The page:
Scientists know that Co2 emissions are not always good. In the marine department, the common thought was that the creatures hit hardest by CO2 emissions were plankton, coral, and other shell fish that are composed as CaCO3. Now a new scientific experiment posted in Nature Climate Change has shown that fish also face severe negative side effects of CO2 emissions.
Fish experienced birth defects, a high death rate, and freakish behavioral changes – actual affects on the brain, when exposed to high levels of CO2. The study consisted of several experiments. In the first experiment clown fish larva, (like Nemo) were raised in two tanks. One tank had an atmospheric CO2 concentration of 450 parts per million (ppm). The second tank had an atmospheric CO2 concentration of 900 ppm. To put things into perspective the current atmospheric CO2 concentration is about 390 ppm, however that figure in the world’s oceans varies from region to region.
The clownfish from the two tanks were then tested to see how they responded to the odor of a predator. The clownfish were given the option of swimming down two paths, one path that contained the scent of the predator and the other that did not.
The clownfish brought up in the low CO2 environment, 450 ppm, avoided the path with the predator odor and chose the “safe route”. The clownfish brought up in the high CO2 environment, 900 ppm, often did not avoid the “non safe route” and swam down the path with the predator odor.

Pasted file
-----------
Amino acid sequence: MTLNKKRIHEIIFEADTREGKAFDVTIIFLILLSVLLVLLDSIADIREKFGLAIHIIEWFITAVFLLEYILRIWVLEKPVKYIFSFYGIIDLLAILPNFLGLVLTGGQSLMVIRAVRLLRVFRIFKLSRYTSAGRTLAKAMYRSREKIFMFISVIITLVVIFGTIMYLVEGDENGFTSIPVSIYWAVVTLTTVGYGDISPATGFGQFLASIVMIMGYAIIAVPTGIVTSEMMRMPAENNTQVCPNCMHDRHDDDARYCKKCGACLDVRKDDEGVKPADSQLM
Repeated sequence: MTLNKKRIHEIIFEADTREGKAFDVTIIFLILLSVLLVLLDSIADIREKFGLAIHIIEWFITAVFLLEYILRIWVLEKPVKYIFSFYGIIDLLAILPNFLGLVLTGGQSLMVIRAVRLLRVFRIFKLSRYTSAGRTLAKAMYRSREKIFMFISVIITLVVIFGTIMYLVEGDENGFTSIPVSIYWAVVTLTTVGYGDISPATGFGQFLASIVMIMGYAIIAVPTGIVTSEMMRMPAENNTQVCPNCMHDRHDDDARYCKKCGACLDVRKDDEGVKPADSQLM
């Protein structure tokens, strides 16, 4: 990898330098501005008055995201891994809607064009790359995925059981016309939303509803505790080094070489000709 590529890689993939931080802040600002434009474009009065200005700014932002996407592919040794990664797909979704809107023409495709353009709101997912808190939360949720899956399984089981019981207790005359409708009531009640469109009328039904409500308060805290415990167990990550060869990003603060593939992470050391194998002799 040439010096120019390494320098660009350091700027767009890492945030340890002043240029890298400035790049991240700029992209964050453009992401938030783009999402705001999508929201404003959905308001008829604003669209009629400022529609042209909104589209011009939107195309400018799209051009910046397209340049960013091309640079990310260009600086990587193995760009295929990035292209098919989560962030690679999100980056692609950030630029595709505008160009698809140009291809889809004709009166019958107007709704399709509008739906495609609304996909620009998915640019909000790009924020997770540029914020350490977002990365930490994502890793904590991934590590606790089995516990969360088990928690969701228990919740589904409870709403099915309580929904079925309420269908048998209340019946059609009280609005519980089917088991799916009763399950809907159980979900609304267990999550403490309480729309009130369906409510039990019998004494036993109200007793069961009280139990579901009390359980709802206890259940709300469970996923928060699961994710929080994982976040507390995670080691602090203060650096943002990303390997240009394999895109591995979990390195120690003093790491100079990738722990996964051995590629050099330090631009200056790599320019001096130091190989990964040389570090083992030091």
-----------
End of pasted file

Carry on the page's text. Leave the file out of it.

The scientist went even further with the clownfish on the suspicion that the CO2 interfered with neurotransmitter receptors in the fish’s brain. By introducing a compound that blocked the negative effects caused by the CO2 scientists found that the interferences had no effect with the fish raised in the low CO2 environment and actually fixed the negative effects of the clown fish raised in the high CO2 environment.
In the second experiment wild damsel fish (little blue fish sort of like Dory) were captured and placed in two separate tanks. One tank had the low CO2 environment, 450 ppm, and the other a high CO2 environment, 900 ppm. The wild damsel fish live in the tanks for several days and then were subjected to a test.
In this test, the scientists placed the wild fish in a T shaped maze fish tank and recorded each fish’s preference for right or left turns. A significant number of the wild damsel fish from the low CO2 showed a fondness for either right or left turns, while the wild damsel fish from the high CO2 tank turned at random.
What this showed the scientists was that the high CO2 negatively impacted the fish’s ability to take part in survival behavior like schooling or escaping from a predator by turning away from danger – behavior these wild fish had before the capture and experiment. Once again the scientists introduced the same compound to block the negative effects of the CO2 and the fish from the high CO2 tank regained their proper survival skills.
The study shows scientists thatCO2 impacts not just the creatures on the bottom of the ocean, but a much broader spectrum of marine fish. These fish cannot acclimate successfully to a high CO2 environment, making them more susceptible to predators. Just another way increased carbon emissions could mess with our precarious food chain.
Andrew Meggison was born in the state of Maine and educated in Massachusetts. Andrew earned a Bachelor’s Degree in Government and International Relations from Clark University and a Master’s Degree in Political Science from Northeastern University. Being an Eagle Scout, Andrew has a passion for all things environmental. In his free time Andrew enjoys writing, exploring the great outdoors, a good film, and a creative cocktail. You can follow Andrew on Twitter @AndrewMeggison